“These are unprecedented times”

Author: Charley Hurley

(3-minute read)


It’s a phrase that many people say they’re sick of hearing and yet, the statement is quite profound when you really consider all that this country has been through over the past two years.

“These are unprecedented times.”

America has exited from its longest war (in Afghanistan) … schools are reporting significant challenges related to the well-being of their students … the COVID-19 pandemic has resulted in the loss of hundreds of thousands of lives … homelessness is at an all-time high … these certainly are unprecedented times.

Thinking about our public safety community – law enforcement, fire service, EMS agencies, and communications/dispatch center first responders – we certainly aren’t immune from any of the challenges that many Americans have been facing (neither are our healthcare colleagues). Our (individual and industry) physical and mental health have certainly taken an unprecedented toll.

First responders are, by nature, reactionary agencies. Citizens call 911 when they encounter emergencies requiring intervention and the appropriate agency responds. This common practice has resulted in a paradigm shift of thought, as we’ve learned that the way we’ve always done this — may not necessarily be the way that we should continue doing it.

What we’ve learned:

  • Standard law enforcement training and tactics are not the appropriate response to individuals suffering a mental health crisis.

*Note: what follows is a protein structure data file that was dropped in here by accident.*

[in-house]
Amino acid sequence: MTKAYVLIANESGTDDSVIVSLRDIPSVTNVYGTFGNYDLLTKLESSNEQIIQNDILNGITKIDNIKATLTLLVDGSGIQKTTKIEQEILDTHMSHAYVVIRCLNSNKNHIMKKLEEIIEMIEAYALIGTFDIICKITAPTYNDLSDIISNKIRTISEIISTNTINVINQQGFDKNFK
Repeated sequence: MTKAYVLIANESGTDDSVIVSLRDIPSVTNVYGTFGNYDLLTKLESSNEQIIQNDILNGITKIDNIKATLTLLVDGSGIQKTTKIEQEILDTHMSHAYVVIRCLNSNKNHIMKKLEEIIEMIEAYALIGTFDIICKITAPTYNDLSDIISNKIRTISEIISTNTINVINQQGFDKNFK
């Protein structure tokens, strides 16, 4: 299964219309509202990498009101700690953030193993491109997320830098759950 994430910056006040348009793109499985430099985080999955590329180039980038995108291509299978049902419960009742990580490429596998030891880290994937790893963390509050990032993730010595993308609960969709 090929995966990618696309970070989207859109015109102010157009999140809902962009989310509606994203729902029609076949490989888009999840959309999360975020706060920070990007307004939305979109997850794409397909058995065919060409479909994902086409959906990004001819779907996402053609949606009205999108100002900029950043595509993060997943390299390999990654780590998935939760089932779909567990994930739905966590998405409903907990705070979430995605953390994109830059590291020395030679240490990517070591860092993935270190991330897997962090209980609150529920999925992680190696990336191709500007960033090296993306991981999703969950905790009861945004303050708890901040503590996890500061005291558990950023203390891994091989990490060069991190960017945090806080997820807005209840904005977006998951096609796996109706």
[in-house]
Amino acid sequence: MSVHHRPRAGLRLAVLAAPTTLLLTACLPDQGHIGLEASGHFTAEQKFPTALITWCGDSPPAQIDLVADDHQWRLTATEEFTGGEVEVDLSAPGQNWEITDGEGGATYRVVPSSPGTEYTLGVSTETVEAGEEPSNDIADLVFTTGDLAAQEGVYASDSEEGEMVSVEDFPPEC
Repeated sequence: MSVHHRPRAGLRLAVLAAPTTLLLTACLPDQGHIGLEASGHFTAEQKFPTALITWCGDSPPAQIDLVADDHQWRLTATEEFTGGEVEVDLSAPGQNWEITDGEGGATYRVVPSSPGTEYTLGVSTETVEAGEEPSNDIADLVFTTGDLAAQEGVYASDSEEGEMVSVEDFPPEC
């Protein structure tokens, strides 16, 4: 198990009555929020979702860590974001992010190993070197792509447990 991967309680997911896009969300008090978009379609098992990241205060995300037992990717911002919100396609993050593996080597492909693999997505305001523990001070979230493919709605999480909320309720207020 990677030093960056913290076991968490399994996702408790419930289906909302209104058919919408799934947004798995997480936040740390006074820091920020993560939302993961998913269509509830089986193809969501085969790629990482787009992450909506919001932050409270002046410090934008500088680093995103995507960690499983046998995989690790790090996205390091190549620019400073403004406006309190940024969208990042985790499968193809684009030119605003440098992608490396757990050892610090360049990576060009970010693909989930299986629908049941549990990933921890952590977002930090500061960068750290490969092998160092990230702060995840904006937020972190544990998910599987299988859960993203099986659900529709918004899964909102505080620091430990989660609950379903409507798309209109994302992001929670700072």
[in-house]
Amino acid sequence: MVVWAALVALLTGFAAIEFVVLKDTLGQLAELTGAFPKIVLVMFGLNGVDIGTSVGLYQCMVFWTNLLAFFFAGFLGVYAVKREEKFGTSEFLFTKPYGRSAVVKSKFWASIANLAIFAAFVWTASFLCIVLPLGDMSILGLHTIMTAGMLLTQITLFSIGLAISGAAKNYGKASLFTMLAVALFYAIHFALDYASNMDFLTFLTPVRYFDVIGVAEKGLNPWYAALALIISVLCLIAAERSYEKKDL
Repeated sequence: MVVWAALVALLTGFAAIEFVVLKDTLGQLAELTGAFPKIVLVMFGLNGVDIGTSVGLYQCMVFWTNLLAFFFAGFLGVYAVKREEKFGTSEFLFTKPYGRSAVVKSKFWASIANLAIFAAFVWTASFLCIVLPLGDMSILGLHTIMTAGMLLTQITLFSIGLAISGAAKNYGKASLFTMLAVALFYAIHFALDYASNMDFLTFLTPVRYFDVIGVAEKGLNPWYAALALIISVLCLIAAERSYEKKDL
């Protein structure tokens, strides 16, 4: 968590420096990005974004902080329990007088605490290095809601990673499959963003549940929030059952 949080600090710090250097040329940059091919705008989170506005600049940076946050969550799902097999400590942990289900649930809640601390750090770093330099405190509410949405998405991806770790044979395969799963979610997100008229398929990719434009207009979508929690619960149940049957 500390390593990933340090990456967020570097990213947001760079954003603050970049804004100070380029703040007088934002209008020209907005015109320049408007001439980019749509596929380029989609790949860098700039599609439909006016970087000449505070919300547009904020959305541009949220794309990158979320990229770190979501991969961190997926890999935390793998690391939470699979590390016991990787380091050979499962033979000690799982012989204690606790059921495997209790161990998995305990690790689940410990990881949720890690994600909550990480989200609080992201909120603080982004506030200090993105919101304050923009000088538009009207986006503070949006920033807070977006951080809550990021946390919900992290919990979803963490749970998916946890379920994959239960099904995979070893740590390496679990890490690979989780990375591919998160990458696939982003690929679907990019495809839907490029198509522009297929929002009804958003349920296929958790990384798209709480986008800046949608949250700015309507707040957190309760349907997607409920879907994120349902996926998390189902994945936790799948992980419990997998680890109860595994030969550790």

• Emergency department transport isn’t the best option, or necessarily needed, for all patients.
  • Scene safety is a changing dynamic requiring new definitions and examples of best practices.
  • “All-hazards response” has truly shifted to include “all-people response,” regardless of their chief complaint, illness, ailment, predicament, worry, or social need.

Looking at the horizon, we are all trying to find solutions to address these changes and challenges … Solutions that Matter.

PCG is certainly doing the same. We’re invested in our industries, clients, and people. We want them all to succeed during these unprecedented times – in hopes that what is seen as a seemingly negative time turns into a positive future … one of unprecedented (positive) change.

What does this mean for the public safety industry? What can we look forward to?

  • Addressing civil unrest – PCG is beginning a research & writing project supported by the U.S. Fire Administration to help chief officers, community leaders, and industry professionals best set-up their organizations for success when training for and managing these situations.
  • Building crisis intervention teams – PCG is working with various industry leaders and state officers to incorporate funding and operational support toward proactively reacting to crisis and mental health through early and regular intervention, rather than just through response reactions.
  • Promoting solutions in community risk reduction, mobile integrated healthcare – PCG has made recommendations in a variety of its projects related to community risk reduction (CRR), mobile integrated healthcare (MIH), and community paramedicine (CP) that are helping to address patients’ social determinants of health at the local level, as well as building networks to strengthen telehealth opportunities for funding and further sustainable revenue streams.

These certainly are unprecedented times … but that doesn’t mean that they have to be wholly negative times. At the very least, we – as a public safety industry – are recognizing some of our own challenges, as well as some of our own opportunities, to address in the immediate future. We’ve all heard the phrase that “there are two things that firefighters don’t like: change and the way it’s always been done!”

Well, in my 40+ years of experience in this industry, I think we’re finally and fully recognizing that the way things will be done, will be because of change … and we’re ready to turn our current unprecedented times into new (positive) unprecedented times.

Posted by Rachel Ray

Leave a Reply

%d bloggers like this: